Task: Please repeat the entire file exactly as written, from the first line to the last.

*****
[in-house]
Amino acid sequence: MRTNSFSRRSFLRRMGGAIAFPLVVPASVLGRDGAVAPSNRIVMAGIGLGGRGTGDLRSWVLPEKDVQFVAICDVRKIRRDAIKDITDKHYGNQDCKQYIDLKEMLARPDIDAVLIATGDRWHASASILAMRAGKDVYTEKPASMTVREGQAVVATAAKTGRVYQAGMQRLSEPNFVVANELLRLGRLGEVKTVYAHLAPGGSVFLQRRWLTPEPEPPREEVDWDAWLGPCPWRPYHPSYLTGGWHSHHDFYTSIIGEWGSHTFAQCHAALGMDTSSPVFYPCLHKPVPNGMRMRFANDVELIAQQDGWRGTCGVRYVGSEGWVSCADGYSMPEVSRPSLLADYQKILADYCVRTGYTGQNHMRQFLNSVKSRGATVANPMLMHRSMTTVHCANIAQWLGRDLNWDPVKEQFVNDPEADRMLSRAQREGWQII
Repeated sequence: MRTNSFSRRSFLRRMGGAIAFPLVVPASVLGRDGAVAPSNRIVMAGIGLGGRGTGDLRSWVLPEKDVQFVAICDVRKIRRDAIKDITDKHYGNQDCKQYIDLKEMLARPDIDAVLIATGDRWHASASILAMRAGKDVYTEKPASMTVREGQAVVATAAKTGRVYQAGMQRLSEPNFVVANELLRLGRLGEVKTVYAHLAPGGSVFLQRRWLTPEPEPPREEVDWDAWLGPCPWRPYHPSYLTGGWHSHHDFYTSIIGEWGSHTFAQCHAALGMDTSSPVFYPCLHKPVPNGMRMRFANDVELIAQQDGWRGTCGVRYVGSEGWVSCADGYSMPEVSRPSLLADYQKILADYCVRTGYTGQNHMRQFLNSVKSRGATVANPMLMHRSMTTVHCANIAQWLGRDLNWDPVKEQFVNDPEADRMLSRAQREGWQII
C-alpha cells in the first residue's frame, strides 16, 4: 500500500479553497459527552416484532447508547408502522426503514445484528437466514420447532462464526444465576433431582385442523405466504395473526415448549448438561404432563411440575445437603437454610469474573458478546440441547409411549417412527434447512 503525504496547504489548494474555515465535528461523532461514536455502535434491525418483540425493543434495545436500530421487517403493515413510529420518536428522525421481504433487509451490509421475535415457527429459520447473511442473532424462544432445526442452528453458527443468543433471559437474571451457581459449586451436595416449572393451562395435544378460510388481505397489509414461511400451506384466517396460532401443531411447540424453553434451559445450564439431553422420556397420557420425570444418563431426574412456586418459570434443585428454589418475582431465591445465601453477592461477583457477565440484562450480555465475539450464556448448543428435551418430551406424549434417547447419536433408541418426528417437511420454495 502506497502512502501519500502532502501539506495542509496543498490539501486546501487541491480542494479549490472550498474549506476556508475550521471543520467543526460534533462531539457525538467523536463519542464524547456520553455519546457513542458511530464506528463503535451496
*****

[in-house]
Amino acid sequence: MRTNSFSRRSFLRRMGGAIAFPLVVPASVLGRDGAVAPSNRIVMAGIGLGGRGTGDLRSWVLPEKDVQFVAICDVRKIRRDAIKDITDKHYGNQDCKQYIDLKEMLARPDIDAVLIATGDRWHASASILAMRAGKDVYTEKPASMTVREGQAVVATAAKTGRVYQAGMQRLSEPNFVVANELLRLGRLGEVKTVYAHLAPGGSVFLQRRWLTPEPEPPREEVDWDAWLGPCPWRPYHPSYLTGGWHSHHDFYTSIIGEWGSHTFAQCHAALGMDTSSPVFYPCLHKPVPNGMRMRFANDVELIAQQDGWRGTCGVRYVGSEGWVSCADGYSMPEVSRPSLLADYQKILADYCVRTGYTGQNHMRQFLNSVKSRGATVANPMLMHRSMTTVHCANIAQWLGRDLNWDPVKEQFVNDPEADRMLSRAQREGWQII
Repeated sequence: MRTNSFSRRSFLRRMGGAIAFPLVVPASVLGRDGAVAPSNRIVMAGIGLGGRGTGDLRSWVLPEKDVQFVAICDVRKIRRDAIKDITDKHYGNQDCKQYIDLKEMLARPDIDAVLIATGDRWHASASILAMRAGKDVYTEKPASMTVREGQAVVATAAKTGRVYQAGMQRLSEPNFVVANELLRLGRLGEVKTVYAHLAPGGSVFLQRRWLTPEPEPPREEVDWDAWLGPCPWRPYHPSYLTGGWHSHHDFYTSIIGEWGSHTFAQCHAALGMDTSSPVFYPCLHKPVPNGMRMRFANDVELIAQQDGWRGTCGVRYVGSEGWVSCADGYSMPEVSRPSLLADYQKILADYCVRTGYTGQNHMRQFLNSVKSRGATVANPMLMHRSMTTVHCANIAQWLGRDLNWDPVKEQFVNDPEADRMLSRAQREGWQII
C-alpha cells in the first residue's frame, strides 16, 4: 500500500479553497459527552416484532447508547408502522426503514445484528437466514420447532462464526444465576433431582385442523405466504395473526415448549448438561404432563411440575445437603437454610469474573458478546440441547409411549417412527434447512 503525504496547504489548494474555515465535528461523532461514536455502535434491525418483540425493543434495545436500530421487517403493515413510529420518536428522525421481504433487509451490509421475535415457527429459520447473511442473532424462544432445526442452528453458527443468543433471559437474571451457581459449586451436595416449572393451562395435544378460510388481505397489509414461511400451506384466517396460532401443531411447540424453553434451559445450564439431553422420556397420557420425570444418563431426574412456586418459570434443585428454589418475582431465591445465601453477592461477583457477565440484562450480555465475539450464556448448543428435551418430551406424549434417547447419536433408541418426528417437511420454495 502506497502512502501519500502532502501539506495542509496543498490539501486546501487541491480542494479549490472550498474549506476556508475550521471543520467543526460534533462531539457525538467523536463519542464524547456520553455519546457513542458511530464506528463503535451496